Nintendo’s intrepid gameplay is often amplified by playful presentation with Super Mario World 2: Yoshi’s Island being the quintessential example. The game’s visuals, defined by pastel colors and simple hand-drawings, appear crayoned by a child while the celestial chimes that punctuate the jubilant soundtrack evoke shooting stars. The overall effect cannot be understated. It takes the surreal and turns it real, allowing players to interact, tangibly, with imagination.

Super Mario Odyssey Wooden Kingdom

Even if one removes the presentation and gameplay from Nintendo’s masterpieces, an unabashed creativity remains that bucks norm and convention. The arbiter is fun; reason and logic have no say. For instance, Super Mario Odyssey’s Wooded Kingdom, takes place in a post-apocalyptic setting akin to Nier Automata. Players explore the metal remnants of a civilization that has become a lush home to robotic beings. However, unlike Nier, the dark undertones of the past have no bearing on the game or those who inhabit its universe. The post-apocalyptic setting is just a fun backdrop. It’s as though a bunch of children got together, began playing with toys, and one of the kids brought along his sibling’s adult action figures. There is no attention paid to the context, only unfiltered imagination.

When they’re at their best the creators at Nintendo invite gamers to come and play, like a parent arranging a play date. Pulled along by joyful gameplay that expands in unforeseen ways, players desire to play for the sake of play. It’s a halcyon state of being: No messy thoughts or contradiction, just joy.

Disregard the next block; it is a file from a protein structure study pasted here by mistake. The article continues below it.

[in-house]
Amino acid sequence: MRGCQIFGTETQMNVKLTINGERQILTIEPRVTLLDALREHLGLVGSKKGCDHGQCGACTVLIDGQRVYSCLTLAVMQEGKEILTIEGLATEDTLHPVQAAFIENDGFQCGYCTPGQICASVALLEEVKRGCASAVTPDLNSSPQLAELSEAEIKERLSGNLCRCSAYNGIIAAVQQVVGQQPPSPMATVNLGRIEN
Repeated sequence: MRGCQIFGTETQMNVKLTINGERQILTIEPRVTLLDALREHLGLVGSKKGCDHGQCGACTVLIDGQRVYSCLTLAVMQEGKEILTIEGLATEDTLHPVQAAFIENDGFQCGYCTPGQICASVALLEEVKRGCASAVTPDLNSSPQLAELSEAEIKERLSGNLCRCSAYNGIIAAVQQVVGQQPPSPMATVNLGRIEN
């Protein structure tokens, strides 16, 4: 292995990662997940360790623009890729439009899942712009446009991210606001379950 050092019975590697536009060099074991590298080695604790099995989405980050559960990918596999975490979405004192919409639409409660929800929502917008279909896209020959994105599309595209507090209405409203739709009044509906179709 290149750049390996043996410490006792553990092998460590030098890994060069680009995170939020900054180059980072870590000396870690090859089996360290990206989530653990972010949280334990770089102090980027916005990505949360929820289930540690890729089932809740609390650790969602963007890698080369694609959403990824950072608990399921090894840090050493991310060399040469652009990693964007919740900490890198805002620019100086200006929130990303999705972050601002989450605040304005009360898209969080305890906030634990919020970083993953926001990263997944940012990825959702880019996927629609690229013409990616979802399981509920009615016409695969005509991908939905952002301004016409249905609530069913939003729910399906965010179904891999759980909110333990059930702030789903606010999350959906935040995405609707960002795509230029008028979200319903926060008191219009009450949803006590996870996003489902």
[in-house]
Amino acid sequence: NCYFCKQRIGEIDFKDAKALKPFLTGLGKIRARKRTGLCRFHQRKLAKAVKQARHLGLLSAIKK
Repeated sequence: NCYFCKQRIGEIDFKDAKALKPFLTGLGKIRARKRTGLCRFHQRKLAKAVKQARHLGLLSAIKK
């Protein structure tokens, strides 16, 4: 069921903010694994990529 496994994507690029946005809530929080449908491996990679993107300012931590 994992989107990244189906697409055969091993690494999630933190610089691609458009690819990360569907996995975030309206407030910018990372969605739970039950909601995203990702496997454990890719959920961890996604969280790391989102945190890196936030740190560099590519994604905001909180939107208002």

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‘Kingdom Hearts III: Re:Mind’: An Utterly Shameless Cash Grab

Coming in at a $40 price point (!!!) Kingdom Hearts III: Re:Mind offers an 80% recycled campaign, a boss rush mode, and some other trash.



Kingdom Hearts III: Re:Mind

In the 15 year long history of DLC, we have seen some really shameless displays. The notorious horse armor incident of 2006 and a notable day one DLC for the ending game of a trilogy notwithstanding, few companies have had the utter audacity to offer so little content for such a high price point. Enter Kingdom Hearts III: Re:Mind.